Sara Novic teaches in the Popular Fiction MFA program at Emerson College, and is an instructor of Deaf studies at Stockton University. Her first novel, Girl at War, won the American Library Association's Alex Award, and was a finalist for the Los Angeles Times Book Prize. Novic has an MFA in fiction and literary translation from Columbia University, and lives with her family in Philadelphia.
Follow Sara on Instagram: @photonovic
Driven by the interlinked lives of a headteacher and one of her pupils, Sara Novic’s True Biz is an incredibly compelling, stirring story that takes in civil rights and disability rights through the coming-of-age tumult of a rebellious deaf teenager. As Charlie tackles the challenges of being brought up in a hearing household and how she’s been treated by the medical profession, headteacher February faces a fight to keep her school open, and her marriage on track. Until she starts at River Valley School for the Deaf, Charlie has never met a deaf person. Her hearing parents are divorced, and her relationship with her mother has always been a fractious tinderbox. Amidst this turmoil, Charlie arrives at her new school unable to sign, with a cochlear implant that’s done little to help her — “the language acquisition skills the doctors had promised post-implant had been slow to materialise”. Through Charlie’s longstanding, painful problems with her implant, True Biz addresses the ethics of non-consensual implants, and also tells of “hospital horror stories” experienced by deaf patients, with medical professionals overlooking, disregarding, or not recognising cries for help. The story is also interspersed with information on ASL (America Sign Language) and Deaf history. For example, we learn how Alexander Graham Bell propagated eugenics in his belief that sign language should be eradicated, and that Black ASL (BASL) developed as a result of the segregation of students. True Biz also reveals enduring racism towards BASL — how the language is stigmatised. At school, while Charlie tries to fit in and find friends, she experiences the awakenings of first love and lusts, and comes to a political awakening, too. The various characters’ stories are brilliantly interlinked, and make for a tremendously powerful novel that’s tender, absorbing and altogether illuminating.
Growing up in Zagreb in the summer of 1991, 10-year-old Ana Juric is a carefree tomboy; she runs the streets with her best friend, Luka, helps take care of her baby sister, Rahela, and idolizes her father. But when civil war breaks out across Yugoslavia, football games and school lessons are supplanted by sniper fire and air raid drills. The brutal ethnic cleansing of Croats and Bosnians tragically changes Ana's life, and she is lost to a world of genocide and child soldiers; a daring escape plan to America becomes her only chance for survival. Ten years later she returns to Croatia, a young woman struggling to belong to either country, forced to confront the trauma of her past and rediscover the place that was once her home.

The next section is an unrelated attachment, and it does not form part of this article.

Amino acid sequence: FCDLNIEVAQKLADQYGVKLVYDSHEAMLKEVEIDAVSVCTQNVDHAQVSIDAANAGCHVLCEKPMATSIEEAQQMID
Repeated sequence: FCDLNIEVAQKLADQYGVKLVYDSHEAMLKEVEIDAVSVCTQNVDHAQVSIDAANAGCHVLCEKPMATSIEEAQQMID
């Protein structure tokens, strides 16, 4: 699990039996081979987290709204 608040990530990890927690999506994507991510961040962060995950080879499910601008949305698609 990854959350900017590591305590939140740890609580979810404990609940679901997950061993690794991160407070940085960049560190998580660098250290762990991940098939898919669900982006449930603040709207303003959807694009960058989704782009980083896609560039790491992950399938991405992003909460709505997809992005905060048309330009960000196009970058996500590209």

For readers ofThe Tiger's WifeandAll the Light We Cannot Seecomes a powerful debut novel about a girl's coming of ageand how her sense of family, friendship, love, and belonging is profoundly shaped by war.NAMED ONE OF THE BEST BOOKS OF THE YEAR BY BOOKPAGE,BOOKLIST, AND ELECTRIC LITERATURE *; ALEX AWARD WINNER *; LOS ANGELES TIMES BOOK PRIZE FINALIST *;LONGLISTED FOR THE BAILEYS WOMEN'S PRIZE FOR FICTION Zagreb, 1991. Ana Juri is a carefree ten-year-old, living with her family in a small apartment in Croatia's capital. But that year, civil war breaks out across Yugoslavia, splintering Ana's idyllic childhood. Daily life is altered by food rations and air raid drills, and soccer matches are replaced by sniper fire. Neighbors grow suspicious of one another, and Ana's sense of safety starts to fray. When the war arrives at her doorstep, Ana must find her way in a dangerous world. New York, 2001. Ana is now a college student in Manhattan. Though she's tried to move on from her past, she can't escape her memories of warsecrets she keeps even from those closest to her. Haunted by the events that forever changed her family, Ana returns to Croatia after a decade away, hoping to make peace with the place she once called home. As she faces her ghosts, she must come to terms with her country's difficult history and the events that interrupted her childhood years before. Moving back and forth through time, Girl at War is an honest, generous, brilliantly written novel that illuminates how history shapes the individual. Sara Novi fearlessly shows the impact of war on one young girland its legacy on all of us. It's a debut by a writer who has stared into recent history to find a story that continues to resonate today. Praise for Girl at War';Outstanding . . . Girl at War performs the miracle of making the stories of broken lives in a distant country feel as large and universal as myth.'The New York Times Book Review (Editor's Choice)';[An] old-fashioned page-turner that will demand all of the reader's attention, happily given. A debut novel that astonishes.'Vanity Fair ';Shattering . . . The book begins with what deserves to become one of contemporary literature's more memorable opening lines. The sentences that follow are equally as lyrical as a folk lament and as taut as metal wire wrapped through an electrified fence.'USA Today